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Ginger

 

Health Benefits

Historically, ginger has a long tradition of being very effective in alleviating symptoms of gastrointestinal distress. In herbal medicine, ginger is regarded as an excellent carminative (a substance which promotes the elimination of intestinal gas) and intestinal spasmolytic (a substance which relaxes and soothes the intestinal tract). Modern scientific research has revealed that ginger possesses numerous therapeutic properties including antioxidant effects, an ability to inhibit the formation of inflammatory compounds, and direct anti-inflammatory effects. 

Gastrointestinal Relief

A clue to ginger's success in eliminating gastrointestinal distress is offered by recent double-blind studies, which have demonstrated that ginger is very effective in preventing the symptoms of motion sickness, especially seasickness. In fact, in one study, ginger was shown to be far superior to Dramamine, a commonly used over-the-counter and prescription drug for motion sickness. Ginger reduces all symptoms associated with motion sickness including dizziness, nausea, vomiting, and cold sweating.

Safe and Effective Relief of Nausea and Vomiting During Pregnancy

Ginger's anti-vomiting action has been shown to be very useful in reducing the nausea and vomiting of pregnancy, even the most severe form, hyperemesis gravidum, a condition which usually requires hospitalization. In a double-blind trial, ginger root brought about a significant reduction in both the severity of nausea and number of attacks of vomiting in 19 of 27 women in early pregnancy (less than 20 weeks). Unlike anti vomiting drugs, which can cause severe birth defects, ginger is extremely safe, and only a small dose is required.

A review of six double-blind, randomized controlled trials with a total of 675 participants, published in the April 2005 issue of the journal, Obstetrics and Gynecology, has confirmed that ginger is effective in relieving the severity of nausea and vomiting during pregnancy. The review also confirmed the absence of significant side effects or adverse effects on pregnancy outcomes.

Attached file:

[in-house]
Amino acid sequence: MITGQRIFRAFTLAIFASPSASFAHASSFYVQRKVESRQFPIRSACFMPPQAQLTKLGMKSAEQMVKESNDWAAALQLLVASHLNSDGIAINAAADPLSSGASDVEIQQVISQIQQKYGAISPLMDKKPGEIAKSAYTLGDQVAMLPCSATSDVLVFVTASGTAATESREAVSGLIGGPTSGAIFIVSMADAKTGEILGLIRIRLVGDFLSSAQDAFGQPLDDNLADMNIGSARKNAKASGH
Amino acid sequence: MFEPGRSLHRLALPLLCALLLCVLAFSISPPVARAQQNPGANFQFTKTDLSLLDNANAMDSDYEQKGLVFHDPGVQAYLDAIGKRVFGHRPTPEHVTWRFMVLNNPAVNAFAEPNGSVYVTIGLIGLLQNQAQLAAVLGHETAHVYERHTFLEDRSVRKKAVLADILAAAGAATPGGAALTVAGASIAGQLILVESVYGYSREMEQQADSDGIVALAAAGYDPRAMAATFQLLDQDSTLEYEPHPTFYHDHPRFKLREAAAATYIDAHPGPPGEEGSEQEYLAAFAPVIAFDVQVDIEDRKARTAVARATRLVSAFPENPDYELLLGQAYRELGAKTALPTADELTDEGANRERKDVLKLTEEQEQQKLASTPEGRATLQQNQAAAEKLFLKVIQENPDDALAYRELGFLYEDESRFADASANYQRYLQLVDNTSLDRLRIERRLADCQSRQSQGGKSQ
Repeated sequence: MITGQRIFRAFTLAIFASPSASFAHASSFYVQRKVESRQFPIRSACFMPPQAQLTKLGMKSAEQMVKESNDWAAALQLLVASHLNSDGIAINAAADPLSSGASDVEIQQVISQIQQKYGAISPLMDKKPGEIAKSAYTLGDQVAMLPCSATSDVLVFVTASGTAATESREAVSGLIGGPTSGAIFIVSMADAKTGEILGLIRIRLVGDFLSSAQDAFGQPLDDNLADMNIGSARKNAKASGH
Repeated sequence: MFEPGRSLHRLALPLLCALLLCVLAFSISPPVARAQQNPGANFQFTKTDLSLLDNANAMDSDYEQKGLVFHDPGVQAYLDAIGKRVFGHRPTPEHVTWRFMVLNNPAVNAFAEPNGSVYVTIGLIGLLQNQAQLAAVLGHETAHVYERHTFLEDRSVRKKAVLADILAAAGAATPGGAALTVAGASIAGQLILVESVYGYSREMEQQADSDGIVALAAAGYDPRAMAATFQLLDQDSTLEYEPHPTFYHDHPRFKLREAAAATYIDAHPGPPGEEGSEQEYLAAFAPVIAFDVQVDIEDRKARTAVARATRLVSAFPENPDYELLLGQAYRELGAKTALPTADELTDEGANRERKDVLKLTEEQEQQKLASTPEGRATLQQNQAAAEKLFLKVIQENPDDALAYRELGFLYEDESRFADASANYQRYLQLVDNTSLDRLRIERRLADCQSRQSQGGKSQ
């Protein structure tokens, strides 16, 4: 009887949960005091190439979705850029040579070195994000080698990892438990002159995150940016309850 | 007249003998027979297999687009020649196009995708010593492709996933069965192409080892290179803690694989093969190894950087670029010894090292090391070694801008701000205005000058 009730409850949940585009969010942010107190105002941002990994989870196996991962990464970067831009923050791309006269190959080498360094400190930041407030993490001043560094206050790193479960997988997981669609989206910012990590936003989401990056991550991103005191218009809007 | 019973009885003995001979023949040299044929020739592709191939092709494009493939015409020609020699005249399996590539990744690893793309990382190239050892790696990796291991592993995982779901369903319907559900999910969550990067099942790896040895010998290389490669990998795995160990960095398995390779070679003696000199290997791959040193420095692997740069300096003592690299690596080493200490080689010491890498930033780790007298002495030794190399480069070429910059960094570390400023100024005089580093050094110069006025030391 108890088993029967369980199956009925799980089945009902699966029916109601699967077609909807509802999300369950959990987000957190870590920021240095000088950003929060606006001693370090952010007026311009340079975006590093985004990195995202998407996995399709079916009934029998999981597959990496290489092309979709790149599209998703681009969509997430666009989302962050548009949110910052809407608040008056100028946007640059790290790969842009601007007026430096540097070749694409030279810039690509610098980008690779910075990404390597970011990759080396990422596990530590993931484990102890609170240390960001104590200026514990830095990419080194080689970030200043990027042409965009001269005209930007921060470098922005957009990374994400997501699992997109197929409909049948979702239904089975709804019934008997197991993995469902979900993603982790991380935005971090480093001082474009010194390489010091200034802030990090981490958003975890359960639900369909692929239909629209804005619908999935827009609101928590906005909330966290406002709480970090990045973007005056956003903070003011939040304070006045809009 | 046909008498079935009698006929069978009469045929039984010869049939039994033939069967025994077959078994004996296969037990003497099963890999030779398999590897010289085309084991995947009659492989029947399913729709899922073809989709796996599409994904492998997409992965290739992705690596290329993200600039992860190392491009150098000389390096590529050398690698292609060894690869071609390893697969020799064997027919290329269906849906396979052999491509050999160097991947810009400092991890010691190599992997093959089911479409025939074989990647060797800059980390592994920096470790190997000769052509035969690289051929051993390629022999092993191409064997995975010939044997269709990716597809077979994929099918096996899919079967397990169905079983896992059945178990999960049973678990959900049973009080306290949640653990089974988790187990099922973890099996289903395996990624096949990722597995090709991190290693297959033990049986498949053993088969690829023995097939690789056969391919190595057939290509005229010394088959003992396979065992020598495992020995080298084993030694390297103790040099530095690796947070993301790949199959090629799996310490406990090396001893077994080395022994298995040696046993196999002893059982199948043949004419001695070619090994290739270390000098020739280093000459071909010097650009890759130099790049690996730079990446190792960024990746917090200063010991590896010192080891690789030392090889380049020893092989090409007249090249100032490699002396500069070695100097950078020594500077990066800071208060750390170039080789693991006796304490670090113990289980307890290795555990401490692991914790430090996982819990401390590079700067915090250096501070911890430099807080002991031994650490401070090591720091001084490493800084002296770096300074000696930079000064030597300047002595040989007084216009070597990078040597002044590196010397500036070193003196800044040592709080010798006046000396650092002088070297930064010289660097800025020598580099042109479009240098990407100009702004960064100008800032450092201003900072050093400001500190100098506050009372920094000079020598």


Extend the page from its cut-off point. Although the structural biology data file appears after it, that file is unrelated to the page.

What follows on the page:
Anti-Inflammatory Effects

Ginger contains very potent anti-inflammatory compounds called gingerols. These substances are believed to explain why so many people with osteoarthritis or rheumatoid arthritis experience reductions in their pain levels and improvements in their mobility when they consume ginger regularly. In two clinical studies involving patients who responded to conventional drugs and those who didn't, physicians found that 75% of arthritis patients and 100% of patients with muscular discomfort experienced relief of pain and/or swelling.

Arthritis-related problems with your aging knees? Regularly spicing up your meals with fresh ginger may help, suggests a study published in a recent issue of Osteoarthritis Cartilage. In this twelve month study, 29 patients with painful arthritis in the knee (6 men and 23 women ranging in age from 42-85 years) participated in a placebo-controlled, double-blind, crossover study. Patients switched from placebo to ginger or vice versa after 3 months. After six months, the double-blind code was broken and twenty of the patients who wished to continue were followed for an additional six months.

By the end of the first six month period, those given ginger were experiencing significantly less pain on movement and handicap than those given placebo. Pain on movement decreased from a score of 76.14 at baseline to 41.00, while handicap decreased from 73.47 to 46.08. In contrast, those who were switched from ginger to placebo experienced an increase in pain of movement (up to 82.10) and handicap (up to 80.80) from baseline. In the final phase of the study when all patients were getting ginger, pain remained low in those already taking ginger in phase 2, and decreased again in the group that had been on placebo.

Not only did participants' subjective experiences of pain lessen, but swelling in their knees, an objective measurement of lessened inflammation, dropped significantly in those treated with ginger. The mean target knee circumference in those taking ginger dropped from 43.25cm when the study began to 39.36cm by the 12th week. When this group was switched to placebo in the second phase of the study, their knee circumferences increased, while those who had been on placebo but were now switched to ginger experienced a decrease in knee circumference. In the final phase, when both groups were given ginger, mean knee circumference continued to drop, reaching lows of 38.78 and 36.38 in the two groups.

Protection against Colorectal Cancer

Gingerols, the main active components in ginger and the ones responsible for its distinctive flavor, may also inhibit the growth of human colorectal cancer cells, suggests research presented at the Frontiers in Cancer Prevention Research, a major meeting of cancer experts that took place in Phoenix, AZ, October 26-30, 2003.

In this study, researchers from the University of Minnesota's Hormel Institute fed mice specially bred to lack an immune system a half milligram of gingerol three times a week before and after injecting human colorectal cancer cells into their flanks. Control mice received no gingerol.

Tumors first appeared 15 days after the mice were injected, but only 4 tumors were found in the group of -gingerol-treated mice compared to 13 in the control mice, plus the tumors in the gingerol group were smaller on average. Even by day 38, one mouse in the gingerol group still had no measurable tumors. By day 49, all the control mice had been euthanized since their tumors had grown to one cubic centimeter (0.06 cubic inch), while tumors in 12 of the gingerol treated mice still averaged 0.5 cubic centimeter-half the maximum tumor size allowed before euthanization.